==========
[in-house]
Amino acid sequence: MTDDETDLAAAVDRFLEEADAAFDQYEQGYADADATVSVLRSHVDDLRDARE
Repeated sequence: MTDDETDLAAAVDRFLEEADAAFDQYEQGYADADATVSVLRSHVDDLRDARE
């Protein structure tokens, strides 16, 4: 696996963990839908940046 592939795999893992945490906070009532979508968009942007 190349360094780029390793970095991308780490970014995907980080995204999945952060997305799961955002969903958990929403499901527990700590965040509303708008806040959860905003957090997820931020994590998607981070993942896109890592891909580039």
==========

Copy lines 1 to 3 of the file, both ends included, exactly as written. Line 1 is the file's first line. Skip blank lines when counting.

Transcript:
[in-house]
Amino acid sequence: MTDDETDLAAAVDRFLEEADAAFDQYEQGYADADATVSVLRSHVDDLRDARE
Repeated sequence: MTDDETDLAAAVDRFLEEADAAFDQYEQGYADADATVSVLRSHVDDLRDARE